And if you exercise any of these rights, companies still have to give you equal service.

The law also gives consumers free, physical access to the personal data that businesses collect — requiring companies to provide your information in an accessible format, such as a downloadable file.

And you can sue for damages in certain circumstances, such as if your information is mishandled.

How The Privacy Law Impacts Businesses

The businesses who will have to comply just have to meet one of the following criteria: make more than $25 million in revenue a year, generate 50 percent or more of its annual revenues from selling consumers’ personal information, or collect personal information from 50,000 or more consumers, households or devices in a year.

The International Association of Privacy Professionals estimates that more than half a million companies that do business in California would be affected by the law in its current form.

McMeley said while there are unanswered questions about how the law will work in practice, business will be forced to make changes.

“Similar to what happened in Europe, businesses are really going to have to understand the different types of data that they collect and how they are maintaining and processing that data,” she said.

What Does It Mean For The Rest Of The Country?

While California is home to Silicon Valley, whose tech giants have sparked privacy concerns around the world, it does have more laws protecting privacy than any other state.

Now that California has passed the CCPA, experts say other states will follow suit with similar legislation to offer broad data privacy protections.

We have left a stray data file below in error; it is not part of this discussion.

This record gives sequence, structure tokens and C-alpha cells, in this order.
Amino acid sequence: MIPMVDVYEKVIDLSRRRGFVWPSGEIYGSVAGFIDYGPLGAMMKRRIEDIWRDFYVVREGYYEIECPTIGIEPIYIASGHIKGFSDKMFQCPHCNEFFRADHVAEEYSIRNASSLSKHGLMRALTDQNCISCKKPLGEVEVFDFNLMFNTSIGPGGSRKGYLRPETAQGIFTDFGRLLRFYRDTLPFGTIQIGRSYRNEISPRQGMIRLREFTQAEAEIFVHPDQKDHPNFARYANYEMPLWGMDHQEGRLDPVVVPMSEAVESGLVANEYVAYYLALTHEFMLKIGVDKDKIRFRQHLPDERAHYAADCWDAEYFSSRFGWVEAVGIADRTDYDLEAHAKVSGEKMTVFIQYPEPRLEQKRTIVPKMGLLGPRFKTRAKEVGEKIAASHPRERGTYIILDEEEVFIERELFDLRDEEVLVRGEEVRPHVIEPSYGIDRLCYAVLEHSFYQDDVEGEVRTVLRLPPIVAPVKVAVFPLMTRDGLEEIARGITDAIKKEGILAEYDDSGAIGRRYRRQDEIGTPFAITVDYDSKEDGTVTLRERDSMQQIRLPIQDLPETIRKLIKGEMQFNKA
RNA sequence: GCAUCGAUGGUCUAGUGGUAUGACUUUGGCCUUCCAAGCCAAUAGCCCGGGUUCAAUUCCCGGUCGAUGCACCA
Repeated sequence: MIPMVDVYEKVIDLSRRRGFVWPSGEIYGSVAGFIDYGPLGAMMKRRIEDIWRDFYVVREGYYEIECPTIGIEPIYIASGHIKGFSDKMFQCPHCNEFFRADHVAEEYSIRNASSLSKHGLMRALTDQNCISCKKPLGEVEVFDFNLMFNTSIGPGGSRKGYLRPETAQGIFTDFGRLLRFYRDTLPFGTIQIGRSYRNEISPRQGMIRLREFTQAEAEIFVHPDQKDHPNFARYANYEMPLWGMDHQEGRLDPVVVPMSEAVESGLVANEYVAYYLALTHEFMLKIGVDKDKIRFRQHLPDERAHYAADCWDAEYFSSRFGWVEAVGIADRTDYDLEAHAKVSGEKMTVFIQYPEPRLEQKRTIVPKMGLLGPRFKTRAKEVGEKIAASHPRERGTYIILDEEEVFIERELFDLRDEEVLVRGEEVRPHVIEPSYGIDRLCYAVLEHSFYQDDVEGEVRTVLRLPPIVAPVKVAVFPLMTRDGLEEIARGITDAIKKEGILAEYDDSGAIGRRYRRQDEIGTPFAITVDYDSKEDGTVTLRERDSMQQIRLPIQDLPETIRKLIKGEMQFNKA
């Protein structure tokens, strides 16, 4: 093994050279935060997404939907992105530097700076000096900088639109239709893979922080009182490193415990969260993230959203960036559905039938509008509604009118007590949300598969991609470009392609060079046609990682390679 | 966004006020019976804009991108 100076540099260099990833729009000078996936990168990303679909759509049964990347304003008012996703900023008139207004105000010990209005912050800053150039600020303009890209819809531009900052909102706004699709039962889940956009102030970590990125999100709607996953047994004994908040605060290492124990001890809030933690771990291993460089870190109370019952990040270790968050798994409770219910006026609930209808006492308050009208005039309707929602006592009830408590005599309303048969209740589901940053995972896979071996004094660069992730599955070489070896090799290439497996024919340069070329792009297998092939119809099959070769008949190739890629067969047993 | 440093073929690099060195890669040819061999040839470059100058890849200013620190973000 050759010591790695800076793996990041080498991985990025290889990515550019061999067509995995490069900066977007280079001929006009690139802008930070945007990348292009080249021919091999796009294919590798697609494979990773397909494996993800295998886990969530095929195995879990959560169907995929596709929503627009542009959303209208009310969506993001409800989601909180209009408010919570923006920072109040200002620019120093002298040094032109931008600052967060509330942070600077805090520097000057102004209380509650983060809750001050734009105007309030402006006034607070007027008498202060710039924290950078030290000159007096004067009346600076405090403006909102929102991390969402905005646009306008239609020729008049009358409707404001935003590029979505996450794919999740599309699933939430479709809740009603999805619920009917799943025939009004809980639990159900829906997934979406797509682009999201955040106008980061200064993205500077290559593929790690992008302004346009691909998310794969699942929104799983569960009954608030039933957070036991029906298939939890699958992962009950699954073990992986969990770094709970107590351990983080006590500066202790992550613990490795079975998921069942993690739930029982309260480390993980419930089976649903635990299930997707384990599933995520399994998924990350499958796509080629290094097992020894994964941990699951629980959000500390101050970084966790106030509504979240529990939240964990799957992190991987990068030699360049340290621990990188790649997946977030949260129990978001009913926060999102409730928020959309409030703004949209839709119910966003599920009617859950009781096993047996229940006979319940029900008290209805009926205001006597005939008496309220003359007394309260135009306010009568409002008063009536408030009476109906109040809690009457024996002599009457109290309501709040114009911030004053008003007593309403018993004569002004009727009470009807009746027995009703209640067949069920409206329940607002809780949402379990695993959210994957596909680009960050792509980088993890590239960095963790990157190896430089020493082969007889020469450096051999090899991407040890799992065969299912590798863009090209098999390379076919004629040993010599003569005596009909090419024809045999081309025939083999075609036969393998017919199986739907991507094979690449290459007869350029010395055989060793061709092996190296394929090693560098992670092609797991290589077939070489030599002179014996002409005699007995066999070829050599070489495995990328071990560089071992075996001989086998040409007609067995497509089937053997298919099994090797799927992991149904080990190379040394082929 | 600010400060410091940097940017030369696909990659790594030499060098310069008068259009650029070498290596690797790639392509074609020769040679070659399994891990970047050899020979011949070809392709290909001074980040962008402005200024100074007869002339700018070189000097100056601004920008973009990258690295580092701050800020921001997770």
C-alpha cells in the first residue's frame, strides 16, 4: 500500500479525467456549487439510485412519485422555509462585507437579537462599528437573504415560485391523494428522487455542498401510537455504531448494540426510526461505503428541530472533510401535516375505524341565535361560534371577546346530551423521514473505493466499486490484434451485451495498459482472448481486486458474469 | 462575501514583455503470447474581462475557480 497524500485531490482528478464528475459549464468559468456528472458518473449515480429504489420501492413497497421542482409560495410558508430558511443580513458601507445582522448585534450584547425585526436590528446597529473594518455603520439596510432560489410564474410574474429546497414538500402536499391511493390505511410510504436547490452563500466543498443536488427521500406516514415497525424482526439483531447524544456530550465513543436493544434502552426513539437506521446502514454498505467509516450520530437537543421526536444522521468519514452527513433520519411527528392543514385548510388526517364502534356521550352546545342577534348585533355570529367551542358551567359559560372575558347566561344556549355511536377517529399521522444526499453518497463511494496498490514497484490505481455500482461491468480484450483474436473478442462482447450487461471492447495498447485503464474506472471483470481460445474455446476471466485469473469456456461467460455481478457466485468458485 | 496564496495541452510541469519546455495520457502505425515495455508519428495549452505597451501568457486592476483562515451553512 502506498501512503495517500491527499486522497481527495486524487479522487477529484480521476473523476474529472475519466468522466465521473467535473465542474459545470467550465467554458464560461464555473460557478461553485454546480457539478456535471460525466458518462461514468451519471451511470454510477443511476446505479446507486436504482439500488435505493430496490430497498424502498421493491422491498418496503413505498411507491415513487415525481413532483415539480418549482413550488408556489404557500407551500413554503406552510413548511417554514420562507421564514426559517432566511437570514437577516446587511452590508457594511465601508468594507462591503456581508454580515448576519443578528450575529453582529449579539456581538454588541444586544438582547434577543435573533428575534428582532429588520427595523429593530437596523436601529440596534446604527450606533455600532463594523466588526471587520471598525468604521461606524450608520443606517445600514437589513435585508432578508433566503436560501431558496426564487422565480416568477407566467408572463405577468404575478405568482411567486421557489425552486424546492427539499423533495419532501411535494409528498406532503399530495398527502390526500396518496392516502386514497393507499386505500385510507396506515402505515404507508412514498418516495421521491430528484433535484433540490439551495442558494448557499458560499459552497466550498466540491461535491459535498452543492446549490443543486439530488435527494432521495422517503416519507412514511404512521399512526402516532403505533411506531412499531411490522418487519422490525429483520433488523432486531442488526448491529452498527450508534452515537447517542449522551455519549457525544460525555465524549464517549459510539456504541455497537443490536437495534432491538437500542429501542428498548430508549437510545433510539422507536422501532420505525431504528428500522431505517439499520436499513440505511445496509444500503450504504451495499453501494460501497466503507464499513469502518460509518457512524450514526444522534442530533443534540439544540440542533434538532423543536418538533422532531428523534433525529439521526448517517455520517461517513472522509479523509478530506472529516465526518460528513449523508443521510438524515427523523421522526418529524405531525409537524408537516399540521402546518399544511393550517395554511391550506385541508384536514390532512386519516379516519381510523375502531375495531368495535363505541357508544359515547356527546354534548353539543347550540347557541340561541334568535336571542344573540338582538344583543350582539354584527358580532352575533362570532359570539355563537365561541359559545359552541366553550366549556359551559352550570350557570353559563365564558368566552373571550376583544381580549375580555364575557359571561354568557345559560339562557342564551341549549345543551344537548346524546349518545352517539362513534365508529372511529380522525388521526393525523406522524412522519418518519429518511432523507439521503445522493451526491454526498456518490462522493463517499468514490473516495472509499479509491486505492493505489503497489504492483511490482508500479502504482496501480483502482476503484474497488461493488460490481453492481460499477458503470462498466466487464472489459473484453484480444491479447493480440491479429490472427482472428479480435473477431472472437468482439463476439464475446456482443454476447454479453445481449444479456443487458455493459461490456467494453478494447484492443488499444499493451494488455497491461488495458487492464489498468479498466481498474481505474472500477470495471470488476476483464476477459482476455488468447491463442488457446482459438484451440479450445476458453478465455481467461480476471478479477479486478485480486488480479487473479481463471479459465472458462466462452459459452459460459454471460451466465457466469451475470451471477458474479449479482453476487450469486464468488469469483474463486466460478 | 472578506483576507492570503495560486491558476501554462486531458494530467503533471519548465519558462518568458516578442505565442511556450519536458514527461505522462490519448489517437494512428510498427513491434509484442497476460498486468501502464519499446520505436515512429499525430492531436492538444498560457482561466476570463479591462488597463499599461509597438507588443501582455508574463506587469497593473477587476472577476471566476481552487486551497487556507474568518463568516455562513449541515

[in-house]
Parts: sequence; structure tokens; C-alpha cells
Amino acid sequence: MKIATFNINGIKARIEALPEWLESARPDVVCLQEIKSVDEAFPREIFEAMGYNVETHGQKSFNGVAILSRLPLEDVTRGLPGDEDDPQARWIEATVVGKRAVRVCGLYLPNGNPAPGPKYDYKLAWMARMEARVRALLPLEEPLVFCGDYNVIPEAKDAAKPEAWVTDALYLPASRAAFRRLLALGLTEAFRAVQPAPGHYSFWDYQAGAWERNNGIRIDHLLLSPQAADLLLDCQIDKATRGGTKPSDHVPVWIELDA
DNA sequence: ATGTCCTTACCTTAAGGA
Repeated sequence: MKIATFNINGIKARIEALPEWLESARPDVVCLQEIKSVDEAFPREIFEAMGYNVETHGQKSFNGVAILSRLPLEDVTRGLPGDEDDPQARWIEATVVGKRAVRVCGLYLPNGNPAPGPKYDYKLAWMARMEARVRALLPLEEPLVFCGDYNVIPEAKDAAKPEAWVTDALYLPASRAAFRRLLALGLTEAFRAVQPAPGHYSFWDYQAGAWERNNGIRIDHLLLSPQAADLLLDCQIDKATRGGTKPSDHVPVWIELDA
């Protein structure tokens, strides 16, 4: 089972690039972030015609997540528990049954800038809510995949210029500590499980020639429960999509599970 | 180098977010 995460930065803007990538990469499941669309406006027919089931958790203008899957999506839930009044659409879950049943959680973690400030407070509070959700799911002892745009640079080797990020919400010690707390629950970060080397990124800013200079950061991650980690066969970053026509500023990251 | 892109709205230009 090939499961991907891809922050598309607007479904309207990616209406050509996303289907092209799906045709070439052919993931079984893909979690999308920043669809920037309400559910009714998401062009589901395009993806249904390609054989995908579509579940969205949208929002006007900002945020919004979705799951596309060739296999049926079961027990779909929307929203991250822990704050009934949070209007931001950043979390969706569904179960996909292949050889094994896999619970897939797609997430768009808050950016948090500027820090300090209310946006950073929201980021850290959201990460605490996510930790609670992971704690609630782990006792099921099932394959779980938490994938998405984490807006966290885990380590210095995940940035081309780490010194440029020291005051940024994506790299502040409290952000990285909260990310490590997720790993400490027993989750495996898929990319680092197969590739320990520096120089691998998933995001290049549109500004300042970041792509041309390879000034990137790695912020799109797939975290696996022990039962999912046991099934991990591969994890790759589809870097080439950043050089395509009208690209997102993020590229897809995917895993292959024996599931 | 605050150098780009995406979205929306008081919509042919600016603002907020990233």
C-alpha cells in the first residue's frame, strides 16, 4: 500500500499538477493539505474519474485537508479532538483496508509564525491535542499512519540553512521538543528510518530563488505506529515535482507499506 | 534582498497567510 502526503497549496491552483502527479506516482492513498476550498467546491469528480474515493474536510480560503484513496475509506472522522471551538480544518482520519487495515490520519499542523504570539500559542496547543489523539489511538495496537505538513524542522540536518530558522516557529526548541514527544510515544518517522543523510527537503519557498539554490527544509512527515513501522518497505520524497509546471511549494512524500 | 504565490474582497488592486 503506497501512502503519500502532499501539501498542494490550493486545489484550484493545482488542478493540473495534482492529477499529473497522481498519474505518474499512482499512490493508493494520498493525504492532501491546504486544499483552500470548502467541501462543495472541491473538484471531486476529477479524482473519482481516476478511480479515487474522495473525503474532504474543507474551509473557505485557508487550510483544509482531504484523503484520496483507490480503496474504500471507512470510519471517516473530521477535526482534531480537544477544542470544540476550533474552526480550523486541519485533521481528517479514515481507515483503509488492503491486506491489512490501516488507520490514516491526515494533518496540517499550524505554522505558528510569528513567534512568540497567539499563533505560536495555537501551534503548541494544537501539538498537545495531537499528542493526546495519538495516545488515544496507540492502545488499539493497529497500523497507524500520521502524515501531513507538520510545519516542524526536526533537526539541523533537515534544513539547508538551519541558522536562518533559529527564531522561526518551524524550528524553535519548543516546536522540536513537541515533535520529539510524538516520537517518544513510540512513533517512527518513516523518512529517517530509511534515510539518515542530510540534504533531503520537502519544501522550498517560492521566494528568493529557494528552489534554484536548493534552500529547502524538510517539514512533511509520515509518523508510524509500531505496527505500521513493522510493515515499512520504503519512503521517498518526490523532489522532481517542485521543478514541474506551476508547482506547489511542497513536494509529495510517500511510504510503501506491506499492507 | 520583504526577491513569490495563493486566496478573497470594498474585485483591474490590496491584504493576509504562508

An example of how this has happened before is with security breach notification law: California was the first state to require businesses to let people know if their digital data had been compromised in a security breach. Now, as of March, all 50 states, as well as the District of Columbia, Puerto Rico and the U.S. Virgin Islands, have enacted similar laws.

The new California law also could be the first step down the road toward comprehensive federal legislation, McMeley said.

But can Congress in its current state actually enact a similar law for all Americans?

“I think it's a long shot,” McMeley said. “At a minimum, there's going to be a lot of activity in the states after this law gets a little more settled.”

What Happens Next?

Before the law’s 2020 enactment, businesses will likely ask lawmakers for changes or tweaks to make it easier for them to comply.

It’s important to note that the CCPA was drafted in a week, to avoid putting a data privacy measure before voters on the November ballot. The law was a better option for opponents of the initiative — which included Google, Facebook, AT&T, Comcast and the California Chamber of Commerce — because laws passed through the Legislature are easier to amend.

McMeley says that, because the law was created so quickly, there are a lot of unanswered questions about what exactly the law means and how, or even when, it will be enforced.

Critics, including law professor Eric Goldman with Santa Clara University’s High Tech Law Institute, say the law imposes high costs on businesses with unclear benefits to consumers, who may think that they want more control, but will be too overwhelmed by the nitty-gritty of data-collection policies.

“There's going to be a very expensive compliance structure built to handle those consumer inquiries, but if very few consumers take advantage of them, then we're all paying those costs, but it's not really delivering a lot of value,” he said.

Aleecia McDonald with Carnegie Mellon University says that if people care about this law, they should pay attention to the news and write their state lawmakers.

“Because companies will be finding ways to make sure that their voices are heard and that's good, that's important,” she said. “But those corporate voices need to be balanced with the citizens' voices.”

Kacey Gardner

Interactive Producer

Kacey joined Capital Public Radio as an interactive producer in January 2018. Before CapRadio, she worked as the communications coordinator for North State Public Radio in Chico, CA. She studied journalism at California State University, Chico.  Read Full Bio